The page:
During my recent jaunts from place to place, shop to shop, I kept noticing the same newcomer nicely poised on the shelves. Stone’s Ripper San Diego Pale Ale. It was a relatively new release (Jan. ’17) and it really caught my eye.
According to the label, they brewed this beer according to the surf culture of southern California and Oz. (Whatever that means.) It’s a beer made with Cascade hops from the Pacific Northwest and Galaxy hops from the land dan unduh. That sounded interesting. I’ve just recently learned of Galaxy ’s tropical characteristics and would enjoy tasting some its flavors in a beer.
This brings to mind the geographical isolation of craft beers according to the hops they’re brewed with. West coast IPAs (and pale ales, I’m sure) versus east coast beers. Read a discussion about the subject here.
Stone has packaged Ripper in cans and placed them nicely inside a cardboard carton making the product 100% recyclable.
More and more hops from New Zealand and Australia are making their way into craft beers up over here. And that’s exciting. The more new tastes to experience, the better.
Here’s hoping that the departure of Mitch Steele doesn’t affect the taste of the beers he had no hand in brewing. The Ripper included.
Let’s get going.
I smelled the hops when I popped the can open. The beer poured a nice orange color and had lots of bubbles rising. The head was a thick white of about 3/4 inch. The aroma was of hops with a bit of freshly dug soil combined. I’ll have to sort all this out with my tongue.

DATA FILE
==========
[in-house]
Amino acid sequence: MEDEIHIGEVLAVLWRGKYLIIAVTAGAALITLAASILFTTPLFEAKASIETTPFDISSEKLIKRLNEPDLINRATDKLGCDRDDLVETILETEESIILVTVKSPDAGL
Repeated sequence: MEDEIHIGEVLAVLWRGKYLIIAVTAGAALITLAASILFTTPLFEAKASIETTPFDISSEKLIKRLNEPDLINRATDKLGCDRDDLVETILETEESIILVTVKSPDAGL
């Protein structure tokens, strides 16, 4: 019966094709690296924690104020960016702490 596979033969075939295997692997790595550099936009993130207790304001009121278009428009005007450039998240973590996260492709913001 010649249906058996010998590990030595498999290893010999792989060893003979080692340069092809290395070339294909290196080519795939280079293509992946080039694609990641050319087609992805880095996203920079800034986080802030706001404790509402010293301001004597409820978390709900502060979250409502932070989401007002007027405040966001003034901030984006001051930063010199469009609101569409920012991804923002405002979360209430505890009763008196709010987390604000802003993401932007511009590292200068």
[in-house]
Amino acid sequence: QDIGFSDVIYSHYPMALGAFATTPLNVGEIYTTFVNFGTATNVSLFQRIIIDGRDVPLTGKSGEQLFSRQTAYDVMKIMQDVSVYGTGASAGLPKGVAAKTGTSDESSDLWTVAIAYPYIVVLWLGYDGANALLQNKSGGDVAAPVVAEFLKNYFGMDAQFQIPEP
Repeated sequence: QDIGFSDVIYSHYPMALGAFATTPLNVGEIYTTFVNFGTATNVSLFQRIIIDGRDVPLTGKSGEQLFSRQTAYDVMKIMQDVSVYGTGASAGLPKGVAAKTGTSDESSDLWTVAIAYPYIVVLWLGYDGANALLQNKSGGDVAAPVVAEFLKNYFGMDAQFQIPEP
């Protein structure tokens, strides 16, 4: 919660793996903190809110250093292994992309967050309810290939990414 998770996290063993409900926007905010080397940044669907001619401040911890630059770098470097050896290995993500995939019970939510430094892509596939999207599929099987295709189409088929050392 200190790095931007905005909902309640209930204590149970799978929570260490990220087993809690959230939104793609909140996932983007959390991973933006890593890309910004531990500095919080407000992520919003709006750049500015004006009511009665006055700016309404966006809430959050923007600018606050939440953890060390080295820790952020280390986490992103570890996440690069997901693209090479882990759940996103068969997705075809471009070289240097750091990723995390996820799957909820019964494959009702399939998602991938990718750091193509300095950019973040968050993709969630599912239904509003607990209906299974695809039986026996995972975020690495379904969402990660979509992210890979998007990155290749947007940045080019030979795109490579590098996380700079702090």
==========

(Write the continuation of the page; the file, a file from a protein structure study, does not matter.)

The first sip was a bit of a letdown. The hop notes and flavors were there but there was no backup support. The malt body was missing some moxie. All of this taste up front and then nothing at the swallow. They could have bumped up the grain bill by about 35%. Then it could possibly be a great beer.
The combination of the Cascade and Galaxy hops really work well together. Galaxy is great for IPAs and other ales when you wish to give the beer a tropically fruity taste. Ripper is just that. Nice and tropical. And thin. It may be a great session beer for some, but for this guy, I’m not getting enough character out of this beer.
I could venture a guess about how this beer got approved for sale as is. Maybe somebody called in sick on the first brew day. With all the hype and deeply ingrained tradition behind Stone’s hoppy beers, it’s disappointing that this beer could be so out of balance. It wouldn’t surprise me if they take this off the market in a few months.
Interestingly, it says “DRINK FRESH” on the can’s label. But there’s no bottled-on or best-by date anywhere as a reference. But when you think about it, that really doesn’t matter with this beer.
The beer is 11 bucks a sixer. If you’d like to try a couple, that’s up to you. But knowing what I now know, I’d wait until I get a single unit at a nice craft bar somewhere. I’ll bet this beer on tap won’t even redeem it’s lacking malt body. If they could just bump up the grain bill and the ABV a bit and call it an IPA. But alas.
Style: Pale Ale
Taste: Great fruity notes from the hops then nothing.
Smoothness: Easy enough to drink.
Bang for the buck: Questionable.
Amount paid: $10.99 for six 12-ounce cans.
Get it again? No, but I’d drink it again.
Wife’s all-encompassing opinion: (Sniff) Smells like citrus. Like they all do. (sip) Very bitter. Yeah. I don’t like that at all. Not even a two-sipper. (I must change styles. Her palate just can’t seem to assimilate hoppy flavors.)